My father knew we were next. “They’re going to come for us,” he’d say, after Meles Zenawi, then the prime minister of Ethiopia, told the country on national television in July 1998 that Eritreans weren’t welcome. “If the Ethiopian government says, ‘We don’t like the color of their eyes, and get out,’ ” Zenawi said, “then they should get out.”
That year, my family and I were among the estimated 75,000 Eritreans who were deported from Ethiopia at the start of a two-year border war, followed by a protracted cold war that ended this year in a formal declaration of peace. Twenty years have passed since that conflict uprooted thousands of families like mine. But the costly antipathy between Eritrea and Ethiopia goes back much further. During World War II, both states became battlegrounds in the fight against Italian imperial rule. After the war, the United Nations passed a United States-backed resolution to form a federation between the two countries. In 1962, however, Ethiopia annexed Eritrea, stripping its language, culture and ability to self-govern. A decades-long armed struggle for independence followed, and tens of thousands of men and women, including my uncle, lost their lives as resistance fighters to win back Eritrea’s sovereignty.
I would learn these things much later in life. Born and raised in Addis Ababa, Ethiopia, I attended a Catholic school and was sheltered from politics. I overheard bits and pieces about the war, but I was more concerned with the latest fashion trends and my first crush. Politics became unavoidable when Eritrea gained independence in 1993. Once, when I returned to Ethiopia from visiting my grandparents in Asmara, Eritrea’s capital, a classmate thrust a Nakfa bill, the new Eritrean currency, in my face and told me it was worthless. Another time, I saw a magazine cover with a painting of a woman wearing a traditional scarf in the shape of an old Ethiopian map. A noose around her neck suggested Eritrea’s independence had strangled “Mother Ethiopia.” Friends singled me out to explain political developments because I was Eritrean, but I didn’t know how to answer. After the Ethiopian government announced plans to deport people of Eritrean origin, neighbors began eyeing our property and belongings as if they were creating an inventory before an auction. Some we had known for as long as I could remember; my parents, a surgeon and a nurse, had treated them when they needed care. We felt helpless and betrayed, suddenly isolated in a community we had considered home.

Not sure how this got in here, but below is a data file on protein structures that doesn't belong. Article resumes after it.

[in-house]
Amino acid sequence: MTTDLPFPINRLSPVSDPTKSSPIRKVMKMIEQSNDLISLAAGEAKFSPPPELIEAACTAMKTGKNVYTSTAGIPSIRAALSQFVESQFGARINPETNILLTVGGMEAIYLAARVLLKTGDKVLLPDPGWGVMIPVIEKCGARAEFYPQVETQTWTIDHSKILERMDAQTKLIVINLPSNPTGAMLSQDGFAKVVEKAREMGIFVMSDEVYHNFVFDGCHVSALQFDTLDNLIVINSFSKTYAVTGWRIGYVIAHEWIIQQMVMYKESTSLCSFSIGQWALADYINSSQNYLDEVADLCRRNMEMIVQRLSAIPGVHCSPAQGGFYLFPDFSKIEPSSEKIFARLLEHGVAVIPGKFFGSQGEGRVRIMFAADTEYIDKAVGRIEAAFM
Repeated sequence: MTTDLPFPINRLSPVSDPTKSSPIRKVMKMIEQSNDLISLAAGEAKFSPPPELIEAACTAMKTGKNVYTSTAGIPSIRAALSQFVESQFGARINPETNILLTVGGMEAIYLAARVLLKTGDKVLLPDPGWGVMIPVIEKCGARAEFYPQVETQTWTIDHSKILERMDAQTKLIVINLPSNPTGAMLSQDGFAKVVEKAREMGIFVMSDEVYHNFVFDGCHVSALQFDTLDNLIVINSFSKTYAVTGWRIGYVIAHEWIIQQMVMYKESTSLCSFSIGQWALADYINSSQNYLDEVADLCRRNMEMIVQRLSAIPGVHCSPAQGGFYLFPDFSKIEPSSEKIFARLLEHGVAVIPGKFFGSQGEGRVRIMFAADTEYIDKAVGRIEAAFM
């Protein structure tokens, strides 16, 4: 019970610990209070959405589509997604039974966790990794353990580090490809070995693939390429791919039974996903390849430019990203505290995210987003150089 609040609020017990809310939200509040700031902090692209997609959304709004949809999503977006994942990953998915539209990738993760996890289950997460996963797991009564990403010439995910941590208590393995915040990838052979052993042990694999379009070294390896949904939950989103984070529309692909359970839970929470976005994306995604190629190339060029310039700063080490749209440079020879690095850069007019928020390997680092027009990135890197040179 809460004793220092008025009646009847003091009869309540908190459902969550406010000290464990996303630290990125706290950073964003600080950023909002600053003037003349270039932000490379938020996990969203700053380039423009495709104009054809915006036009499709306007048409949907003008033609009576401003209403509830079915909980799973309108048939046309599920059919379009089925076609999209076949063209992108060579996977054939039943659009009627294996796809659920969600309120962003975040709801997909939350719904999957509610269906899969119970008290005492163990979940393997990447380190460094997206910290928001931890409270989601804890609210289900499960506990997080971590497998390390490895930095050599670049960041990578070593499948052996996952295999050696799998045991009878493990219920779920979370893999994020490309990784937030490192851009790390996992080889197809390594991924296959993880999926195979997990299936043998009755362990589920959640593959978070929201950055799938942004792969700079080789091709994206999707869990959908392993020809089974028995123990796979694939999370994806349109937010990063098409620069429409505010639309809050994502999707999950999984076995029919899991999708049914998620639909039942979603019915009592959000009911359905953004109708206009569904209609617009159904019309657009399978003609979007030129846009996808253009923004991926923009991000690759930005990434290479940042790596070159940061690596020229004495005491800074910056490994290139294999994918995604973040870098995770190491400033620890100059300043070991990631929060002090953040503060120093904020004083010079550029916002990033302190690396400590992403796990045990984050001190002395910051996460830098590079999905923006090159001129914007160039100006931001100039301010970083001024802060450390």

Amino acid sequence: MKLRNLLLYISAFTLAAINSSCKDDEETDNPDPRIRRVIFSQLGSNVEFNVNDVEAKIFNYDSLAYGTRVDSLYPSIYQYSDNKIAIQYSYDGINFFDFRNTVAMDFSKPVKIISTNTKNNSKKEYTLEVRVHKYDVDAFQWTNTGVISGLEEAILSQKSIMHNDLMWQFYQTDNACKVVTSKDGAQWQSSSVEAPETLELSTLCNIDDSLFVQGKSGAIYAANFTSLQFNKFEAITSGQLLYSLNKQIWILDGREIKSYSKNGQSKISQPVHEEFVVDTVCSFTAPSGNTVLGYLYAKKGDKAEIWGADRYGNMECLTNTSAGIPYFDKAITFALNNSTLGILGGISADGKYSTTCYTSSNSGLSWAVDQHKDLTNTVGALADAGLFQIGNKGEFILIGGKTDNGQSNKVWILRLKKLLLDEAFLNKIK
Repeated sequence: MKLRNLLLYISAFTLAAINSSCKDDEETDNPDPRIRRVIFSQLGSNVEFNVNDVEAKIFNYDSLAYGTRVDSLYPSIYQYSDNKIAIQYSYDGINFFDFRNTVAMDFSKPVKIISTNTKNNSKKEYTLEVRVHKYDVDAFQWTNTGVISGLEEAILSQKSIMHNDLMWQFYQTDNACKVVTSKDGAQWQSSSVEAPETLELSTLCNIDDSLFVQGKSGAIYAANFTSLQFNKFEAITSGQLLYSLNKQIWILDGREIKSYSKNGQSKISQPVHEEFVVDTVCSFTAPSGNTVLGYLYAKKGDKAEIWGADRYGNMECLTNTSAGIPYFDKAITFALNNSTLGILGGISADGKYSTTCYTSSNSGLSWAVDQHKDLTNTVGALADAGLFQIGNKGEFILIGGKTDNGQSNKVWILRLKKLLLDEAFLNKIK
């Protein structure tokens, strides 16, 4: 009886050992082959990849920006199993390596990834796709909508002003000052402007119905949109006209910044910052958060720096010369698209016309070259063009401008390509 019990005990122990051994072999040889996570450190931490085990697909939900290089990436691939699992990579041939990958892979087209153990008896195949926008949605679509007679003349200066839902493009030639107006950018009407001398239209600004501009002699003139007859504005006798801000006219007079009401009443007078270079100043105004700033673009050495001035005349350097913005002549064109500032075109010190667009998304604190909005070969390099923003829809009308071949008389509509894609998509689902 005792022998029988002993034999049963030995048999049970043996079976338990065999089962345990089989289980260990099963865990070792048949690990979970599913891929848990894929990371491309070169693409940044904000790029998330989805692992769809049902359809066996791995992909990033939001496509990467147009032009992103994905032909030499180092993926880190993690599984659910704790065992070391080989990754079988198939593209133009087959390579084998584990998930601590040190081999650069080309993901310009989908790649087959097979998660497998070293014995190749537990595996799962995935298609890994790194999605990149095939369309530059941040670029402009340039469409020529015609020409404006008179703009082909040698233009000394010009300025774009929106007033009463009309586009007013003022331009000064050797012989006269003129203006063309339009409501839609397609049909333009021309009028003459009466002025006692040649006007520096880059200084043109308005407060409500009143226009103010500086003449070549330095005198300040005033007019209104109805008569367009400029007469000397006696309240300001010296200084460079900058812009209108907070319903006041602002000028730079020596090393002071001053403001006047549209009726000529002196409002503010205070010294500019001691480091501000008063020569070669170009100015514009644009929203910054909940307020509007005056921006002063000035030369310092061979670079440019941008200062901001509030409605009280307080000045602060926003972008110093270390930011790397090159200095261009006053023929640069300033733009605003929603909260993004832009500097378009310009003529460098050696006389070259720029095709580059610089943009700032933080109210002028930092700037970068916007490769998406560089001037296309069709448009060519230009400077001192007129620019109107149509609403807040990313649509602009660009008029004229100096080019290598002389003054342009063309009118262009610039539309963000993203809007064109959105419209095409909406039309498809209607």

I was a teenager when a loud knock at our door at 4 a.m. upended our lives. One of my brothers and I looked through our front door’s thick glazed glass onto the dimly lit porch. Two men and a woman stood there holding AK-47s. We opened the door, and the armed agents asked for Dr. Solomon. My father, still in his pajamas, appeared. They gave him a few minutes to change. My mom handed him his coat and a gabi — a traditional wrap — to keep warm, but he wasn’t allowed to collect other belongings. I asked the soldiers what was happening. “Where are you guys taking him? Why are you here?” They ignored my questions and took my father away.